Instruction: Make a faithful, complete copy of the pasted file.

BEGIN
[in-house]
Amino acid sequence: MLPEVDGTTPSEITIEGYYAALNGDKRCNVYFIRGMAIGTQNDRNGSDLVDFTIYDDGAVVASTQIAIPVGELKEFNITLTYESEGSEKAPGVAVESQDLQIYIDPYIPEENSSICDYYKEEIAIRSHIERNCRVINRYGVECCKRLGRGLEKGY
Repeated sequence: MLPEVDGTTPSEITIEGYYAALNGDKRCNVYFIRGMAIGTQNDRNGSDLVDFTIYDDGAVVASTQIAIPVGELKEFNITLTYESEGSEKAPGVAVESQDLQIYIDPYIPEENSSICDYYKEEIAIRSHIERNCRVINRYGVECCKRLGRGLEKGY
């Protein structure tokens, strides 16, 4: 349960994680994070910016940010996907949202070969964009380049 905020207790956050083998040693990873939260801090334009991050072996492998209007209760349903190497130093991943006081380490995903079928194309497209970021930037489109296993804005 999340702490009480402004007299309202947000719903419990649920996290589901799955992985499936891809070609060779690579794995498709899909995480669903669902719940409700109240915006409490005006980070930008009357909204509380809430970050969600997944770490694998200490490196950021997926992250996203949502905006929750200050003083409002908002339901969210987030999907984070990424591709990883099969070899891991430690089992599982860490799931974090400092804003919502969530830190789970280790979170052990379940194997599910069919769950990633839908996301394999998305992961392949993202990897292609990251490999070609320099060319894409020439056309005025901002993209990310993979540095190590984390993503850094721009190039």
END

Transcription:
[in-house]
Amino acid sequence: MLPEVDGTTPSEITIEGYYAALNGDKRCNVYFIRGMAIGTQNDRNGSDLVDFTIYDDGAVVASTQIAIPVGELKEFNITLTYESEGSEKAPGVAVESQDLQIYIDPYIPEENSSICDYYKEEIAIRSHIERNCRVINRYGVECCKRLGRGLEKGY
Repeated sequence: MLPEVDGTTPSEITIEGYYAALNGDKRCNVYFIRGMAIGTQNDRNGSDLVDFTIYDDGAVVASTQIAIPVGELKEFNITLTYESEGSEKAPGVAVESQDLQIYIDPYIPEENSSICDYYKEEIAIRSHIERNCRVINRYGVECCKRLGRGLEKGY
């Protein structure tokens, strides 16, 4: 349960994680994070910016940010996907949202070969964009380049 905020207790956050083998040693990873939260801090334009991050072996492998209007209760349903190497130093991943006081380490995903079928194309497209970021930037489109296993804005 999340702490009480402004007299309202947000719903419990649920996290589901799955992985499936891809070609060779690579794995498709899909995480669903669902719940409700109240915006409490005006980070930008009357909204509380809430970050969600997944770490694998200490490196950021997926992250996203949502905006929750200050003083409002908002339901969210987030999907984070990424591709990883099969070899891991430690089992599982860490799931974090400092804003919502969530830190789970280790979170052990379940194997599910069919769950990633839908996301394999998305992961392949993202990897292609990251490999070609320099060319894409020439056309005025901002993209990310993979540095190590984390993503850094721009190039």